*. There’s nothing wrong with using the word Kafkaesque to describe a world of urban, bureaucratic nightmare, but for me Kafka’s spirit has always signified something broader than this. The Ceiling, a short film out of Finland, seems to me to be one example.
*. A man’s wife has just left him. He now lives alone in a cottage, doing what his friend refers to as an “ungodly amount of reading.” Which may simply mean that he’s still reading books in 2017. As he gets up from his chair one day he notices that the ceiling has lowered quite a bit, causing him to bump his head.
*. It’s an absurd situation for which there is no explanation and which brings into question all our assumptions about how the world works. Is Olavi (the man) somehow responsible? Is he going crazy? He shows signs of paranoia. Or is it only paranoid to think so? If so, it may be catching, as his friend Tuomas, who comes to visit, seems at the end to have been infected with . . . something.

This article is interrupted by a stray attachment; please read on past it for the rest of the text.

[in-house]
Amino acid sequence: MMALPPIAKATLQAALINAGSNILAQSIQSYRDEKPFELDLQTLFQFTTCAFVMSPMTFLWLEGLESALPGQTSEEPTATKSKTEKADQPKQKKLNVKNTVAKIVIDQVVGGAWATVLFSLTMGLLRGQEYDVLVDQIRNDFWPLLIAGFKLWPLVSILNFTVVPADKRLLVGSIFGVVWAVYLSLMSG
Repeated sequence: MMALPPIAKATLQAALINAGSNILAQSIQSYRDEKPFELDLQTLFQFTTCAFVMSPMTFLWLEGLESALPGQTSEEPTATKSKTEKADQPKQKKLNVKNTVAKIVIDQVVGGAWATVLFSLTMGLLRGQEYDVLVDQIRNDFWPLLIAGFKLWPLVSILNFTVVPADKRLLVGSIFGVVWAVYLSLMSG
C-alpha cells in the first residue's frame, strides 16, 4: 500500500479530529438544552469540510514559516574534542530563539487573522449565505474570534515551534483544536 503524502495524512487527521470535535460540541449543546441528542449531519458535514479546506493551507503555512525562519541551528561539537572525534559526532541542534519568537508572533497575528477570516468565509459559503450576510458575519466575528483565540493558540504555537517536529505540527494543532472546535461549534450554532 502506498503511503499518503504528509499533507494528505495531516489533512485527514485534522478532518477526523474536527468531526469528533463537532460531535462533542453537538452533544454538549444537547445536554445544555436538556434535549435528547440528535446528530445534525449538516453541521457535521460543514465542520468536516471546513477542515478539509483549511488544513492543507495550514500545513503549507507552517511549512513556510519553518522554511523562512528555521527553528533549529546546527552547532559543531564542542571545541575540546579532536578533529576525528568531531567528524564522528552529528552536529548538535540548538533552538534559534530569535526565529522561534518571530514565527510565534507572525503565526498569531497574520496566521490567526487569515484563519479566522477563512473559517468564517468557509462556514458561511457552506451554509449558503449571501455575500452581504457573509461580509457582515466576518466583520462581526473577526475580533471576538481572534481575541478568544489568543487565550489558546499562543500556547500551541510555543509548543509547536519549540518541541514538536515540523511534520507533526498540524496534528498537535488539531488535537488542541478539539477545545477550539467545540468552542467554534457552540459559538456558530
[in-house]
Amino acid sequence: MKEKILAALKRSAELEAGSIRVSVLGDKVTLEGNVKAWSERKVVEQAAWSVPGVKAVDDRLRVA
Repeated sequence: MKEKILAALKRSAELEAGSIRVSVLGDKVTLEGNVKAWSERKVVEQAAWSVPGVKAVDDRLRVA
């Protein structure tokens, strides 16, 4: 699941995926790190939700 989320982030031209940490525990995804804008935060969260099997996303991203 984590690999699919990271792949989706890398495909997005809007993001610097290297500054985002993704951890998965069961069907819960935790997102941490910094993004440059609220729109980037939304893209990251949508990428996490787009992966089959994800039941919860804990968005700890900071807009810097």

*. Like one of Kafka’s parables there is no simple allegorical reading of what such a story is about. Sure, without his wife Olavi’s life is about to get a lot smaller and less comfortable. We get it. But then the ceiling rises again, and Tuomas seems to be having problems.
*. Then there’s Tuomas’s little girl Pipsa. She’s so cute it hurts but I wonder if she’s also meant to have something demonic about her. She has the knowing smile of an imp.
*. As in “The Metamorphosis” the meaning seems to me to lie in the coda, as Tuomas has to call his wife to remind him where he lives. Yes, we are once again experiencing the sheer horror of men without women. On their own they are helpless worms, their nudity after a sauna only underlining their frightened vulnerability. Even Pipsa has more composure and confidence. Who is worse off, Olavi with his elevator of a ceiling (not a glass ceiling, but a real one)? Or Tuomas with his lost helplessness? At least at one point Olavi thinks he may be able to adjust to his new circumstances, make a go of it. We can’t feel so sure about Tuomas’s state of dependency.